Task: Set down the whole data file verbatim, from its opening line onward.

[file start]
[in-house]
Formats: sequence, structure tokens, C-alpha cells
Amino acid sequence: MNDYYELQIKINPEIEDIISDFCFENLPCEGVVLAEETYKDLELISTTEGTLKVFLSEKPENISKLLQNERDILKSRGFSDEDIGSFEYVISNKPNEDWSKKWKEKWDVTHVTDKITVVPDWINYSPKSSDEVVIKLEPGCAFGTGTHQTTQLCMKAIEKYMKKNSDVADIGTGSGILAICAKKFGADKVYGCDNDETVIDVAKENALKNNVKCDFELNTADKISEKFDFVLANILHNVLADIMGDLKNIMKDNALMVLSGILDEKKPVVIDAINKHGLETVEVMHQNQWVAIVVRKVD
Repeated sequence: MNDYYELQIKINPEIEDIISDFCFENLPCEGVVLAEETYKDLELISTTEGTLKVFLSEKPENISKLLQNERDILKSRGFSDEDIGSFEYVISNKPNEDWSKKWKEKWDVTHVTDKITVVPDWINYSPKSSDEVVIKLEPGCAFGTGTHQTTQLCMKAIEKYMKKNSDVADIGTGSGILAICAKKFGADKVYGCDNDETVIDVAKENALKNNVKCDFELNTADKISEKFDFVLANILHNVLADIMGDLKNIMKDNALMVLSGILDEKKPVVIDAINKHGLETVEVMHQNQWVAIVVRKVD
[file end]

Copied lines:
[in-house]
Formats: sequence, structure tokens, C-alpha cells
Amino acid sequence: MNDYYELQIKINPEIEDIISDFCFENLPCEGVVLAEETYKDLELISTTEGTLKVFLSEKPENISKLLQNERDILKSRGFSDEDIGSFEYVISNKPNEDWSKKWKEKWDVTHVTDKITVVPDWINYSPKSSDEVVIKLEPGCAFGTGTHQTTQLCMKAIEKYMKKNSDVADIGTGSGILAICAKKFGADKVYGCDNDETVIDVAKENALKNNVKCDFELNTADKISEKFDFVLANILHNVLADIMGDLKNIMKDNALMVLSGILDEKKPVVIDAINKHGLETVEVMHQNQWVAIVVRKVD
Repeated sequence: MNDYYELQIKINPEIEDIISDFCFENLPCEGVVLAEETYKDLELISTTEGTLKVFLSEKPENISKLLQNERDILKSRGFSDEDIGSFEYVISNKPNEDWSKKWKEKWDVTHVTDKITVVPDWINYSPKSSDEVVIKLEPGCAFGTGTHQTTQLCMKAIEKYMKKNSDVADIGTGSGILAICAKKFGADKVYGCDNDETVIDVAKENALKNNVKCDFELNTADKISEKFDFVLANILHNVLADIMGDLKNIMKDNALMVLSGILDEKKPVVIDAINKHGLETVEVMHQNQWVAIVVRKVD